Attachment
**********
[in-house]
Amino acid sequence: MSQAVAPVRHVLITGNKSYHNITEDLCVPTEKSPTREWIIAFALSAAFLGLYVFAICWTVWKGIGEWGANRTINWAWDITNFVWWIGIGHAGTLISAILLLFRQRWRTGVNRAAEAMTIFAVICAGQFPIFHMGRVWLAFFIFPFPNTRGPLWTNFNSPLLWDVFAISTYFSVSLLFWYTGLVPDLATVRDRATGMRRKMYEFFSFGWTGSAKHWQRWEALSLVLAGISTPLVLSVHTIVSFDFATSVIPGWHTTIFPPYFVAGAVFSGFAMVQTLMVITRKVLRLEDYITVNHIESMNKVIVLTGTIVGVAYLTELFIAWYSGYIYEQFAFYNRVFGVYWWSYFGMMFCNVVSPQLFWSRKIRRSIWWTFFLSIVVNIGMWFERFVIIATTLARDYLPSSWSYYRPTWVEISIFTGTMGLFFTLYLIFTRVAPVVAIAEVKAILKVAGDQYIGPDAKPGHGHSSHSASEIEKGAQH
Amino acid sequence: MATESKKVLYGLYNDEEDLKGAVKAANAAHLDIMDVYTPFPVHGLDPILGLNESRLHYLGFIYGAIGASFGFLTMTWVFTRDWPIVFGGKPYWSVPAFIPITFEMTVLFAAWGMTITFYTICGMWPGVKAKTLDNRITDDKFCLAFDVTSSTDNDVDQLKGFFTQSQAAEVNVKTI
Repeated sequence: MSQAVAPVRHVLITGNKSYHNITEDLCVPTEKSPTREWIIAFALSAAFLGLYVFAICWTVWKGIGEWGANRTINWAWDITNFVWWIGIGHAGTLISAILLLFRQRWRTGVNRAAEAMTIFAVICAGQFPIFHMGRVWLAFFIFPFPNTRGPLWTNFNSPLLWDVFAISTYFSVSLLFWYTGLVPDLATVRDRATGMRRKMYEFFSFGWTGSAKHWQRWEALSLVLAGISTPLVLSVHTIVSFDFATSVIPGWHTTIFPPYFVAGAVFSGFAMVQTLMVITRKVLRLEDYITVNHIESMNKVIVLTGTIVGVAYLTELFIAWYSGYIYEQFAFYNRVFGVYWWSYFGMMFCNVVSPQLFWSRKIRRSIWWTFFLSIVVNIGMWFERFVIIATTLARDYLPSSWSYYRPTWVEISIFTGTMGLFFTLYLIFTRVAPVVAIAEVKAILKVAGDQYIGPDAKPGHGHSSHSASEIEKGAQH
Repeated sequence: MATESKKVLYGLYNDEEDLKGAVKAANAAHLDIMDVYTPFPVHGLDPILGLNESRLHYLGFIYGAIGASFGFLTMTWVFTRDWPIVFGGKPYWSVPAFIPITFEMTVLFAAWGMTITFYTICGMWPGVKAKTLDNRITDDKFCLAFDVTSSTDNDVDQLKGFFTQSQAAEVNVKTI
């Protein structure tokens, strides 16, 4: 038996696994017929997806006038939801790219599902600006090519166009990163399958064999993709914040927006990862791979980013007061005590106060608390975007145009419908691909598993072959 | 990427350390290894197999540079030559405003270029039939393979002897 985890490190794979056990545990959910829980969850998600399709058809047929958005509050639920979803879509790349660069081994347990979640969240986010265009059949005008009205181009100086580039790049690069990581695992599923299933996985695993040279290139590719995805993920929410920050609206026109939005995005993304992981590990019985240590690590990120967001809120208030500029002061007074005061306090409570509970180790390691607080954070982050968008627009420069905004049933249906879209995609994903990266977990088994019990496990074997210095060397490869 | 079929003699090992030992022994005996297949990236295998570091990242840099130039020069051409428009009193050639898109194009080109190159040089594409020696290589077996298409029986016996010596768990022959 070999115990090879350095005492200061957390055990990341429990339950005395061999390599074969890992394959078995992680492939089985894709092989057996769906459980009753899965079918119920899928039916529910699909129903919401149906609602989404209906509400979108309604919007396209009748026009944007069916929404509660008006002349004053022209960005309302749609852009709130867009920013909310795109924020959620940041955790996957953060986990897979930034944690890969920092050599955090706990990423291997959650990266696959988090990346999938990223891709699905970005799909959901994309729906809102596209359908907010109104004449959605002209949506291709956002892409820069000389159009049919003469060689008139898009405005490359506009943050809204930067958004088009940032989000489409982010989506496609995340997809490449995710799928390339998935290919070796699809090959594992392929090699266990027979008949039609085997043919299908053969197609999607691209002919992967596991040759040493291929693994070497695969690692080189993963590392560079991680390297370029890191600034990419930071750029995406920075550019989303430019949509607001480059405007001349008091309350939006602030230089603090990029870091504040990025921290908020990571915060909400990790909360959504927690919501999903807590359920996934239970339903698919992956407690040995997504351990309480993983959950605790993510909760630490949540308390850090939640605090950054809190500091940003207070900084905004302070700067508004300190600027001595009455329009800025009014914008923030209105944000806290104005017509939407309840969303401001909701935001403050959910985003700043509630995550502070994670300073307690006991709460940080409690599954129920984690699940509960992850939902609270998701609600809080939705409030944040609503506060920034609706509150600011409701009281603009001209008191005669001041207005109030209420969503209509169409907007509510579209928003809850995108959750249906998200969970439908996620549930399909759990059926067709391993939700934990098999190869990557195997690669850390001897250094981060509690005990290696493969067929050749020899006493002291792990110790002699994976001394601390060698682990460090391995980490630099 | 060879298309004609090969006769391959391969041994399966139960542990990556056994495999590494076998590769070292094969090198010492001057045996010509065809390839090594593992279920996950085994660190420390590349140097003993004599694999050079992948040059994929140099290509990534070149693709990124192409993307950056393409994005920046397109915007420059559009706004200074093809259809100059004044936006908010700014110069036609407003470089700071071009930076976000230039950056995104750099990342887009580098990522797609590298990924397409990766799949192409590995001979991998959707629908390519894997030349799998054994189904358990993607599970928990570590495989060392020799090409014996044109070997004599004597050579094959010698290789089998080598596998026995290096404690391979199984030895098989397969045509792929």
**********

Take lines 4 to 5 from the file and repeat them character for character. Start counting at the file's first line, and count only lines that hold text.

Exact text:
Repeated sequence: MSQAVAPVRHVLITGNKSYHNITEDLCVPTEKSPTREWIIAFALSAAFLGLYVFAICWTVWKGIGEWGANRTINWAWDITNFVWWIGIGHAGTLISAILLLFRQRWRTGVNRAAEAMTIFAVICAGQFPIFHMGRVWLAFFIFPFPNTRGPLWTNFNSPLLWDVFAISTYFSVSLLFWYTGLVPDLATVRDRATGMRRKMYEFFSFGWTGSAKHWQRWEALSLVLAGISTPLVLSVHTIVSFDFATSVIPGWHTTIFPPYFVAGAVFSGFAMVQTLMVITRKVLRLEDYITVNHIESMNKVIVLTGTIVGVAYLTELFIAWYSGYIYEQFAFYNRVFGVYWWSYFGMMFCNVVSPQLFWSRKIRRSIWWTFFLSIVVNIGMWFERFVIIATTLARDYLPSSWSYYRPTWVEISIFTGTMGLFFTLYLIFTRVAPVVAIAEVKAILKVAGDQYIGPDAKPGHGHSSHSASEIEKGAQH
Repeated sequence: MATESKKVLYGLYNDEEDLKGAVKAANAAHLDIMDVYTPFPVHGLDPILGLNESRLHYLGFIYGAIGASFGFLTMTWVFTRDWPIVFGGKPYWSVPAFIPITFEMTVLFAAWGMTITFYTICGMWPGVKAKTLDNRITDDKFCLAFDVTSSTDNDVDQLKGFFTQSQAAEVNVKTI